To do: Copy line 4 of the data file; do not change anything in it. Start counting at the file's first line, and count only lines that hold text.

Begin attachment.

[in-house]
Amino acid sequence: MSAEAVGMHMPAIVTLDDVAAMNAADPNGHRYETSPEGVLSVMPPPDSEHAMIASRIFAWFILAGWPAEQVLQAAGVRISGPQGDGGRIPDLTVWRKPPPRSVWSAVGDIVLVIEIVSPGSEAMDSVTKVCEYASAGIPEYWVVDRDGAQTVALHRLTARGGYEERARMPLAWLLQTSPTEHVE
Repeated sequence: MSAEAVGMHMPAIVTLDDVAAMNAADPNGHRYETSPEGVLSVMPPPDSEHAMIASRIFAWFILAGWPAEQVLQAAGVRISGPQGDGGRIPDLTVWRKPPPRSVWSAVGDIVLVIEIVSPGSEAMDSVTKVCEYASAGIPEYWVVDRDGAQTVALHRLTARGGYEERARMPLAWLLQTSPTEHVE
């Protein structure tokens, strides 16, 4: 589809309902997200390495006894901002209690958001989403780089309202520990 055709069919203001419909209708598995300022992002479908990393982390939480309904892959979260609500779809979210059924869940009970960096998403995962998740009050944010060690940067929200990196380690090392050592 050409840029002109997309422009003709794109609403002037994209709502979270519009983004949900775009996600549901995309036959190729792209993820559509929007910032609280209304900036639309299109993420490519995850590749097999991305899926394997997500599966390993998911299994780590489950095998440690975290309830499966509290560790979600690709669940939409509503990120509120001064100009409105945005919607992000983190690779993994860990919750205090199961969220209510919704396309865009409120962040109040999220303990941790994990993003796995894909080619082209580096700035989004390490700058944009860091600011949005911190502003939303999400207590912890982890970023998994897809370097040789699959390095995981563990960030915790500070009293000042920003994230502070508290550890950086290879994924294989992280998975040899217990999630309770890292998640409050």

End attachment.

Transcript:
């Protein structure tokens, strides 16, 4: 589809309902997200390495006894901002209690958001989403780089309202520990 055709069919203001419909209708598995300022992002479908990393982390939480309904892959979260609500779809979210059924869940009970960096998403995962998740009050944010060690940067929200990196380690090392050592 050409840029002109997309422009003709794109609403002037994209709502979270519009983004949900775009996600549901995309036959190729792209993820559509929007910032609280209304900036639309299109993420490519995850590749097999991305899926394997997500599966390993998911299994780590489950095998440690975290309830499966509290560790979600690709669940939409509503990120509120001064100009409105945005919607992000983190690779993994860990919750205090199961969220209510919704396309865009409120962040109040999220303990941790994990993003796995894909080619082209580096700035989004390490700058944009860091600011949005911190502003939303999400207590912890982890970023998994897809370097040789699959390095995981563990960030915790500070009293000042920003994230502070508290550890950086290879994924294989992280998975040899217990999630309770890292998640409050």